Look it's been part of a process where government through different forums have been trying to establish the system between different countries, but we've really been out there looking for commercial partners. So it is quite complex in terms of how you setup the technology for these things to happen. What we've wanted to do is make sure that there are commercial solutions in place, things that can grow and expand and give people choice. But also mean that you've got really good decent commercial rates for people. So it's been part of a number of meetings since 2009, and then last year in Australia at CHOGM those systems were put into place.

COUTTS:

And it is restricted to populations close to the capitals, the central business districts?

RIPOLL:

No look it'll be anywhere where you've got access either to a bank outlet directly, or anywhere where there's an ATM, basically anywhere you could use a card now will mean you'll be able to use the two card pre-paid solution.

COUTTS:

Fiji, PNG, Samoa and Tonga are online already and the system is available. Are you thinking about expanding to other countries?

RIPOLL:

Look certainly this is the beginning of a program and I think there'll certainly be expansion. I think the key here is once you've got commercial operators and banks actually putting this into place, they spend a bit of money to get it started, once it's started, once the technology's there it'll expand. They're also looking at also using mobile phone technology, so anywhere where you've got phone coverage people will be able to pay bills or make transfers or use mobile technology platforms. So really what we're seeing is an expansion and growth in the Pacific Islands of things that here in Australia we might be a bit more accustomed to, but we'll see more and more of in the Pacific Islands as well.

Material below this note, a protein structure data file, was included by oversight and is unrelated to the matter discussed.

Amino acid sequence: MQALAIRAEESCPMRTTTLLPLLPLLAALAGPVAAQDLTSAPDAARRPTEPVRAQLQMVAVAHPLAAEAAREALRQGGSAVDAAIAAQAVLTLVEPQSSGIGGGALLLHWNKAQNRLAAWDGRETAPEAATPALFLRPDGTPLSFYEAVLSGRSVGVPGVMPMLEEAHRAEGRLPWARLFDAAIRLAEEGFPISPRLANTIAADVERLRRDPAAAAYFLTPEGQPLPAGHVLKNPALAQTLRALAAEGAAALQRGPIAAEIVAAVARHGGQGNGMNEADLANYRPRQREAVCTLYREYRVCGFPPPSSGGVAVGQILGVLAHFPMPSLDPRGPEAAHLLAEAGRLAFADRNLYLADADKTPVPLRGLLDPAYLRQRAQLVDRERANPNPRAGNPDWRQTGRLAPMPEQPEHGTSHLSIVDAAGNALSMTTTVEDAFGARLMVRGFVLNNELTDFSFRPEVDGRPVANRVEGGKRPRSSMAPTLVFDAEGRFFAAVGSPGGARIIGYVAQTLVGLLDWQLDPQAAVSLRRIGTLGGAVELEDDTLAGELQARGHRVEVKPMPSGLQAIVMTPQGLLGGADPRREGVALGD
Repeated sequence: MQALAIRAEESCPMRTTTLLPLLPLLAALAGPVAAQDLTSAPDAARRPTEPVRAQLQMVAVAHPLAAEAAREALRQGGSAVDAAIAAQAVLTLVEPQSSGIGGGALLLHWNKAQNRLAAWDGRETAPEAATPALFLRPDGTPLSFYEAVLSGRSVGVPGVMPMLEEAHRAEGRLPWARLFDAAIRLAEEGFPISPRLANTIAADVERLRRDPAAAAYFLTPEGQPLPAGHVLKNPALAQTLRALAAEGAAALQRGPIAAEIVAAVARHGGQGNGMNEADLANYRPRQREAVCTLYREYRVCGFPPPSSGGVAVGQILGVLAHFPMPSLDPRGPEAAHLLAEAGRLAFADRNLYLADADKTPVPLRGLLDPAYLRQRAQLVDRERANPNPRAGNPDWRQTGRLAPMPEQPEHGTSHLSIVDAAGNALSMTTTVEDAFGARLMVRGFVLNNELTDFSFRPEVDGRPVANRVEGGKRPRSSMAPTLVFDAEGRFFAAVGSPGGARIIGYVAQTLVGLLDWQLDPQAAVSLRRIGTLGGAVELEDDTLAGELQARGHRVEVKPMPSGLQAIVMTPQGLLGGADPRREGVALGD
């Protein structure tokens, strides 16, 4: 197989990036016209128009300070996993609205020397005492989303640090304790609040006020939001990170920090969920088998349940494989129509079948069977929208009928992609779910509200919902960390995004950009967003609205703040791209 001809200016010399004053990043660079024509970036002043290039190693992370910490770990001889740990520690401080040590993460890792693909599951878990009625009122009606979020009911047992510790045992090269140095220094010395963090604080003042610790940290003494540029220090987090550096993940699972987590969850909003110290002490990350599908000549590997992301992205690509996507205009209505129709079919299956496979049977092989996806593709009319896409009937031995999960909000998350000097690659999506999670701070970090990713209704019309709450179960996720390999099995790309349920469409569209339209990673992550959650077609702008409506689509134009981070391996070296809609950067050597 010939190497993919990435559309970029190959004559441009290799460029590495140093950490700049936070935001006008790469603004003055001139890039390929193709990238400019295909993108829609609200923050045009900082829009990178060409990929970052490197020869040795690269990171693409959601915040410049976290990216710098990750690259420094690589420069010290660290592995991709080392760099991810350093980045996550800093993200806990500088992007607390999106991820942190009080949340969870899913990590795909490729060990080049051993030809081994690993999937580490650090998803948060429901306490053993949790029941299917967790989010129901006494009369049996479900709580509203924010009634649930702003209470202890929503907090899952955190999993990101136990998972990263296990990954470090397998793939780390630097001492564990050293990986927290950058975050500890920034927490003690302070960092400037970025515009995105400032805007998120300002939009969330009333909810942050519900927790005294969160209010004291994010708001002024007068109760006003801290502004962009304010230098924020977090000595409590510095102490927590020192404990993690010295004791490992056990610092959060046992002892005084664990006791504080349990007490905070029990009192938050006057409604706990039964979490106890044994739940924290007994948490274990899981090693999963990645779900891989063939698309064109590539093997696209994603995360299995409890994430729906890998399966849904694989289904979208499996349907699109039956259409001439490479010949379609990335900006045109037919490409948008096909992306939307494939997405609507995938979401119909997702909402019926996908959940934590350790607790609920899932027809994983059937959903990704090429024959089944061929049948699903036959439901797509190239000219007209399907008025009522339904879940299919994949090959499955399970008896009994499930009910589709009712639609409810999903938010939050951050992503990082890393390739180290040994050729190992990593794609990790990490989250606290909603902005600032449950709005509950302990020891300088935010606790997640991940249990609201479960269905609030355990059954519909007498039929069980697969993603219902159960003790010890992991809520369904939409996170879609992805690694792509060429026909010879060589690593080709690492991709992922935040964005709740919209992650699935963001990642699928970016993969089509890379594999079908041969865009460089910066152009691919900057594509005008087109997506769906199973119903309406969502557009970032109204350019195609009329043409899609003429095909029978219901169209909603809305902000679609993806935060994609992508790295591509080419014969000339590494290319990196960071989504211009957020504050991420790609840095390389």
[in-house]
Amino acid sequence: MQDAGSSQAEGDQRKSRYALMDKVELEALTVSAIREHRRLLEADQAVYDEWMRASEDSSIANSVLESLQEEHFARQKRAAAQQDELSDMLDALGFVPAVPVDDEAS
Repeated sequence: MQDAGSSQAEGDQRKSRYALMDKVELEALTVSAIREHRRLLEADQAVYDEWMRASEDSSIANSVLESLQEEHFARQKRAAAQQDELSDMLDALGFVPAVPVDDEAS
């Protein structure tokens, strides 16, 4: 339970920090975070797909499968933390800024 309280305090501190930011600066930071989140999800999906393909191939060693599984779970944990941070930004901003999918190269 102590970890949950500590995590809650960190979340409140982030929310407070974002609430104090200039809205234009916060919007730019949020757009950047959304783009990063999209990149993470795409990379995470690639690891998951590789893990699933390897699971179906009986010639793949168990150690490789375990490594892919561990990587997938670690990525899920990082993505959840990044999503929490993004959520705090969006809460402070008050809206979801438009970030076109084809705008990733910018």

COUTTS:

Both with mobile phone banking and more particularly with a hole-in-the-wall the system that you're talking about now, there have been security issues, and we've heard here in Australia where they've been taken advantage of. Are there issues for the Pacific in terms of security?

RIPOLL:

Well look there won't be any more issues, already further issues than there would be today anywhere else. These systems, the same bank systems, the same technology, the same securities will be in place, so people can feel comfortable and reassured that they'll have the same protection, the same securities and the same systems that we've got here. There are other systems in place, there's also the Send Money Pacific system, which is being jointly funded by Australia and New Zealand governments, and it's helping to develop markets in those areas as well. That was actually launched last year in Fiji, Samoa and Tonga as well, and that private sector engagement is I think what's important, because it means you've got commercial access and people can have the same sort of opportunities and access as they would here in Australia or in New Zealand.

COUTTS:

People listening in Fiji, PNG, Samoa and Tonga, if they're hearing about this for the first time, how do they get onto this and get started with this system themselves?

RIPOLL:

Well obviously through either directly they can make application, the ANZ are the commercial operators that are providing these first systems, otherwise through the Australian government website. So if anyone wants to go to aph.gov.au or more closely if they want to go through directly to, there's a specific website which helps people to just gain some more information, and it's sendmoneypacific.org. And that'll give people information and the sort of information they need to get started.